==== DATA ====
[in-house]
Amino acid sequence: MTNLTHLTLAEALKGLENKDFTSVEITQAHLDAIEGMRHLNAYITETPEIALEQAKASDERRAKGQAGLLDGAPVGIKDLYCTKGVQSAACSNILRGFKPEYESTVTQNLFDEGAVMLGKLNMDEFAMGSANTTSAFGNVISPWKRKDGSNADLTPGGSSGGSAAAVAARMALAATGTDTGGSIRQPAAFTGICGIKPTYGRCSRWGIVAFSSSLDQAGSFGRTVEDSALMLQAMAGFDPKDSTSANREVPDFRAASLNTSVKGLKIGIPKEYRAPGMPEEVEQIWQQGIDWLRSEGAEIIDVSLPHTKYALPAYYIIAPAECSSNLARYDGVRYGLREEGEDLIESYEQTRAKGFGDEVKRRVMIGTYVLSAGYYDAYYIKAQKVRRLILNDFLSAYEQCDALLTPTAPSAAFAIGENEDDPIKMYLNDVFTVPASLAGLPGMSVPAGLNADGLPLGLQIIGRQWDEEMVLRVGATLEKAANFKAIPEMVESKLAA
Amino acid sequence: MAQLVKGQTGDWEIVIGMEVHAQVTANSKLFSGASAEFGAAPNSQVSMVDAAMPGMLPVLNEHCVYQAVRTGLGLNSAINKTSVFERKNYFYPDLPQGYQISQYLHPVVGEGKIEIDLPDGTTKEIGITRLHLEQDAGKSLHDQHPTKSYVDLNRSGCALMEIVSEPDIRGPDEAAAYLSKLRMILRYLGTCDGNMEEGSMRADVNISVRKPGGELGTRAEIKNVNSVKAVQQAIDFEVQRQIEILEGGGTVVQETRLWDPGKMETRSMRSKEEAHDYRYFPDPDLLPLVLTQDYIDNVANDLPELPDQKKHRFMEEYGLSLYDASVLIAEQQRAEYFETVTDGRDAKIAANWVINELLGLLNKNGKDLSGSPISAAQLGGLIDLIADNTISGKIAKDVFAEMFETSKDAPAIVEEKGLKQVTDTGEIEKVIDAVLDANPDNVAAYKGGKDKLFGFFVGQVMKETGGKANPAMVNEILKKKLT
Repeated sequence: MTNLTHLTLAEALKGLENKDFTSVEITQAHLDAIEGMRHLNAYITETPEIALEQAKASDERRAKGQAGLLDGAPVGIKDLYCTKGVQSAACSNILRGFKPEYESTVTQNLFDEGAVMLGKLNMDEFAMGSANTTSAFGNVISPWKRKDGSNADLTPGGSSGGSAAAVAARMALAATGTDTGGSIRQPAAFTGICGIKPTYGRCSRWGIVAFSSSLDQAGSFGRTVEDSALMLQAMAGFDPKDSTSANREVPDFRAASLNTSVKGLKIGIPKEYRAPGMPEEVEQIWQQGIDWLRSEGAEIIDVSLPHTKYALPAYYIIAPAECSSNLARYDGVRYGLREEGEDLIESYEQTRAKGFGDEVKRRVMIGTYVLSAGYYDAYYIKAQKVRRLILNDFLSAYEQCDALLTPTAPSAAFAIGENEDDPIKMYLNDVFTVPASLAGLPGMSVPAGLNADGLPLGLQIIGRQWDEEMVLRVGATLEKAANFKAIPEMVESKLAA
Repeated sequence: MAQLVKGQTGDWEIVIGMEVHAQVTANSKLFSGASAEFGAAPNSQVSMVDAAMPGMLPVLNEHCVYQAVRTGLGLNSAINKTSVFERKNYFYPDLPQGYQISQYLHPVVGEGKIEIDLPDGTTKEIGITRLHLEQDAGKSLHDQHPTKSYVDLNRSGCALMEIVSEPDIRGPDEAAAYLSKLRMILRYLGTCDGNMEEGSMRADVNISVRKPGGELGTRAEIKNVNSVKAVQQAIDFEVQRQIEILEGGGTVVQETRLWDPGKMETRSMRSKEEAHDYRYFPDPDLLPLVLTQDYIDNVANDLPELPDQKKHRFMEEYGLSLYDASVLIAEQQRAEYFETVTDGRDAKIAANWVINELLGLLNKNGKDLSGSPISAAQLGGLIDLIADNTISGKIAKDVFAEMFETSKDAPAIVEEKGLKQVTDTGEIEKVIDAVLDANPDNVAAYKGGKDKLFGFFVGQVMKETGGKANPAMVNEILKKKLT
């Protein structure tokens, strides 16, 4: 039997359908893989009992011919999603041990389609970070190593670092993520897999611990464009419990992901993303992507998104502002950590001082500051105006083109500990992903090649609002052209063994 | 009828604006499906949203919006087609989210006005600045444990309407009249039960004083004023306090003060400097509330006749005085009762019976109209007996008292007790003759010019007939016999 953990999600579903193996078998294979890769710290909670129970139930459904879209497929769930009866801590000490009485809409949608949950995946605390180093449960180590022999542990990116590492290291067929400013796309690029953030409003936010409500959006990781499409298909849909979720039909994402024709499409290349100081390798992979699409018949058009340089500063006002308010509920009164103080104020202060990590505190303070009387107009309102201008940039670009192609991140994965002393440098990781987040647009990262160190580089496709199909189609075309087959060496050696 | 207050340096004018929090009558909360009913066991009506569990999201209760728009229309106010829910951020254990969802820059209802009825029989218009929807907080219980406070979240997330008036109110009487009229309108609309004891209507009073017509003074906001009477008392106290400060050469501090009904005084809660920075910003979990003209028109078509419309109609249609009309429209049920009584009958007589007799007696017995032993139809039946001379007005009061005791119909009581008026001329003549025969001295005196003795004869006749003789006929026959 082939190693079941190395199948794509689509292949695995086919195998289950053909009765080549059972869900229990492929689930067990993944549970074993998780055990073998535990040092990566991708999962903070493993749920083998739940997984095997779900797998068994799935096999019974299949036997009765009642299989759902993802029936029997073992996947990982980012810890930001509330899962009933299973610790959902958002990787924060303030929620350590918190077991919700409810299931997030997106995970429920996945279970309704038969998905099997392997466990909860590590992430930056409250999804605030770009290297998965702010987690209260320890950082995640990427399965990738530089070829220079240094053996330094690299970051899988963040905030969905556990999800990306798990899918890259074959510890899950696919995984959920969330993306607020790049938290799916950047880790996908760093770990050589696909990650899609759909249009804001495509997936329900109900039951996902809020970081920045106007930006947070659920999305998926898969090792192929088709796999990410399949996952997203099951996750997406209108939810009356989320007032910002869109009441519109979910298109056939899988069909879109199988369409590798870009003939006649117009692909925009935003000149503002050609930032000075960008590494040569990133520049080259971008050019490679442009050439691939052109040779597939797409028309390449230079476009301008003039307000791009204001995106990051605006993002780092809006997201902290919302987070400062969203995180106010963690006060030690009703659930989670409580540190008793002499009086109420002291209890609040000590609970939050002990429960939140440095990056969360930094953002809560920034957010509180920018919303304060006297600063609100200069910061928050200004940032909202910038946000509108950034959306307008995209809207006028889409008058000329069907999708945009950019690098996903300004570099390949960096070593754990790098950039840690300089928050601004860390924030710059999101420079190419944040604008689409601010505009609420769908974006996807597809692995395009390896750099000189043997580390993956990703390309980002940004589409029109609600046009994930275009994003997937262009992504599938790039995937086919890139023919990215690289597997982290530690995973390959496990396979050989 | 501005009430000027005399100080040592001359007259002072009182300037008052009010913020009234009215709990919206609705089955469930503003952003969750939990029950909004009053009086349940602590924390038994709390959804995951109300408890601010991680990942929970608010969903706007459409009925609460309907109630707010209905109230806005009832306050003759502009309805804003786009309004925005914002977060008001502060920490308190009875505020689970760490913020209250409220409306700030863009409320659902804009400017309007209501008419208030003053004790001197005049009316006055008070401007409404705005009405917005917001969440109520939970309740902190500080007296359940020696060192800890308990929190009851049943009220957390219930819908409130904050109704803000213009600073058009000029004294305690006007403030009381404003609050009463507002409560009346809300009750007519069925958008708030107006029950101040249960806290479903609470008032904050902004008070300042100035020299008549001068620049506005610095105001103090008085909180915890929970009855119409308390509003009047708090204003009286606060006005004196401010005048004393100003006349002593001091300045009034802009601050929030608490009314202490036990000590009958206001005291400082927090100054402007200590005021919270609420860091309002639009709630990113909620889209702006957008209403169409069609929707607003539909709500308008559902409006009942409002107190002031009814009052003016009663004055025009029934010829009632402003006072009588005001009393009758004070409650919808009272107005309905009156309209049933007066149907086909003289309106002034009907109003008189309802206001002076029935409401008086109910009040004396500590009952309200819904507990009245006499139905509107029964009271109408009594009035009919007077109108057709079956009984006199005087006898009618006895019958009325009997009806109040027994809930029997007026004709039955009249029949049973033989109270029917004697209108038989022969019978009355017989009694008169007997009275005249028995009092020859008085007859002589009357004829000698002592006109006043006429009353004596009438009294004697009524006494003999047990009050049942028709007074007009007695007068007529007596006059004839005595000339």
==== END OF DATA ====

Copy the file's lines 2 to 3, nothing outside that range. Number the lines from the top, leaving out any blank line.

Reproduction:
Amino acid sequence: MTNLTHLTLAEALKGLENKDFTSVEITQAHLDAIEGMRHLNAYITETPEIALEQAKASDERRAKGQAGLLDGAPVGIKDLYCTKGVQSAACSNILRGFKPEYESTVTQNLFDEGAVMLGKLNMDEFAMGSANTTSAFGNVISPWKRKDGSNADLTPGGSSGGSAAAVAARMALAATGTDTGGSIRQPAAFTGICGIKPTYGRCSRWGIVAFSSSLDQAGSFGRTVEDSALMLQAMAGFDPKDSTSANREVPDFRAASLNTSVKGLKIGIPKEYRAPGMPEEVEQIWQQGIDWLRSEGAEIIDVSLPHTKYALPAYYIIAPAECSSNLARYDGVRYGLREEGEDLIESYEQTRAKGFGDEVKRRVMIGTYVLSAGYYDAYYIKAQKVRRLILNDFLSAYEQCDALLTPTAPSAAFAIGENEDDPIKMYLNDVFTVPASLAGLPGMSVPAGLNADGLPLGLQIIGRQWDEEMVLRVGATLEKAANFKAIPEMVESKLAA
Amino acid sequence: MAQLVKGQTGDWEIVIGMEVHAQVTANSKLFSGASAEFGAAPNSQVSMVDAAMPGMLPVLNEHCVYQAVRTGLGLNSAINKTSVFERKNYFYPDLPQGYQISQYLHPVVGEGKIEIDLPDGTTKEIGITRLHLEQDAGKSLHDQHPTKSYVDLNRSGCALMEIVSEPDIRGPDEAAAYLSKLRMILRYLGTCDGNMEEGSMRADVNISVRKPGGELGTRAEIKNVNSVKAVQQAIDFEVQRQIEILEGGGTVVQETRLWDPGKMETRSMRSKEEAHDYRYFPDPDLLPLVLTQDYIDNVANDLPELPDQKKHRFMEEYGLSLYDASVLIAEQQRAEYFETVTDGRDAKIAANWVINELLGLLNKNGKDLSGSPISAAQLGGLIDLIADNTISGKIAKDVFAEMFETSKDAPAIVEEKGLKQVTDTGEIEKVIDAVLDANPDNVAAYKGGKDKLFGFFVGQVMKETGGKANPAMVNEILKKKLT